EU Stress Test confirms safety of Swiss nuclear power plants

The EU Stress Test provides renewed confirmation that Swiss nuclear power plants maintain a high standard of safety, and that the measures implemented to date on the basis of knowledge gained from Fukushima are correct. Taking account of the submissions from operators, the Swiss Federal Nuclear Safety Inspectorate (ENSI) has, however, identified a further eight “open points” which supplement the 37 checkpoints derived from the Fukushima analysis. ENSI considers that there is a need to clarify the seismic stability of the Wohlensee dam.

Rosa Sardella, Head of the Systems Supervision Area and the team of authors for the Swiss National Report (PDF, 1.5 MB), comments: “The hazard assumptions that were taken as the basis for the stress test in Switzerland are strict compared to those in other countries.” Moreover, Swiss nuclear power plants usually have safety margins that are well in excess of the applicable statutory requirements.

According to the Swiss National Report, the review confirmed “that Switzerland’s nuclear power plants have a very high level of protection against impacts from earthquakes, flooding and other natural hazards, and also against power supply failures and reactor cooling.” Turning to a key problem that contributed to the disaster at Fukushima in March 2011, Rosa Sardella places particular emphasis on one of the results from the EU Stress Test: “The special emergency systems are a major strength of Swiss nuclear power plants – these are separate, well-protected systems that serve the particular purpose of protection against external events of both natural and human origin.”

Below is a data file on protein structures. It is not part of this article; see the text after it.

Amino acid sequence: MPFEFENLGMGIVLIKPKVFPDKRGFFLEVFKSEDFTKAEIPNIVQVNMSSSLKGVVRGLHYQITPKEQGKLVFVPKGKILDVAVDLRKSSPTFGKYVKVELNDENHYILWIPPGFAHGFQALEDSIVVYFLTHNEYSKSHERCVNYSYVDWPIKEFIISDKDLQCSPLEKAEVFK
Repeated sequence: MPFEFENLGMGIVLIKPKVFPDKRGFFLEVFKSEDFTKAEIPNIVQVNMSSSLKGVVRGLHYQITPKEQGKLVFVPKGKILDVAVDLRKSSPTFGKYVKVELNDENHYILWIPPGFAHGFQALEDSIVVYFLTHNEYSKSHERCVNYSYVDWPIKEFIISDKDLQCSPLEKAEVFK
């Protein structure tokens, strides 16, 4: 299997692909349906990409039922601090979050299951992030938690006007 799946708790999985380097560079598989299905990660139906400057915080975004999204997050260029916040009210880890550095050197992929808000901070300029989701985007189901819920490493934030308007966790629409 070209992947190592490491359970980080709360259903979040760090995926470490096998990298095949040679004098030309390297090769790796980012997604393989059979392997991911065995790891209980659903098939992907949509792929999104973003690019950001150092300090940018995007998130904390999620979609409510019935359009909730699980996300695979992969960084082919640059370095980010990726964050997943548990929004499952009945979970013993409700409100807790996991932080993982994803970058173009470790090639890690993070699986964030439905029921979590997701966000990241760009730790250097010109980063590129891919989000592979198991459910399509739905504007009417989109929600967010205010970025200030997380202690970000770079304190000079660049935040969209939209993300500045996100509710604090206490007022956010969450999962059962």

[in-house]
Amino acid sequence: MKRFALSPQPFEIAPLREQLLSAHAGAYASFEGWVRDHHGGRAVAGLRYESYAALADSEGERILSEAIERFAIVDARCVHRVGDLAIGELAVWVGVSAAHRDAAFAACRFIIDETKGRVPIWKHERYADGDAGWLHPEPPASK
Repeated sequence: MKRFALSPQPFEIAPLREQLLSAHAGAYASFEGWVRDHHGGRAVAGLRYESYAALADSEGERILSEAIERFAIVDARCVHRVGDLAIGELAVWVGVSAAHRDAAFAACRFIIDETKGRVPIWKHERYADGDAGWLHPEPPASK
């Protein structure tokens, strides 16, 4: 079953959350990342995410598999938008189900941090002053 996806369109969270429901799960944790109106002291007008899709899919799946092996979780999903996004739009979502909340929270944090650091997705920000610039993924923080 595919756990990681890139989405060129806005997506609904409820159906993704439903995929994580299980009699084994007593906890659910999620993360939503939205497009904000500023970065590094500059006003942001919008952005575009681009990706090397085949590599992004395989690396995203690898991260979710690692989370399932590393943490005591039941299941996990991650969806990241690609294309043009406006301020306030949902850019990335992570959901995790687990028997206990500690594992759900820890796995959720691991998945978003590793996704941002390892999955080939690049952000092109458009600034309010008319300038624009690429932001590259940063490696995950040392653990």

EU Stress Test confirms measures implemented to date

“The report also confirms the measures initiated by ENSI after the accident in Fukushima, Japan”, according to ENSI Director Hans Wanner. By means of its rulings issued on 18 March, 1 April and 5 May 2011, the Swiss supervisory authority ordered the operators of nuclear power plants to implement immediate measures; and it formulated 37 checkpoints based on an in-depth analysis of the accident in its third Fukushima report at the end of October 2011.

Eight “open points” identified

In addition to these steps, which have already been introduced, ENSI has now identified eight additional “open points” in connection with the EU Stress Test and on the basis of the operators’ submissions; these should result in further improvement measures. Three of these measures relate to protection against earthquakes, two concern emergency management, and and individual points deal with protection in case of flooding, extreme weather events and loss of power supplies.
The “open points” regarding earthquake protection include the question as to whether, in case of an emergency, an automatic emergency shut–down (scram) can be initiated in Swiss nuclear power plants by seismic measuring instruments. Moreover, the containment (as the protective casing that surrounds the nuclear reactor is called) and the primary circuit (in which the coolant comes into direct contact with the nuclear fuel) are to undergo detailed inspection to determine their capacity to resist earthquakes.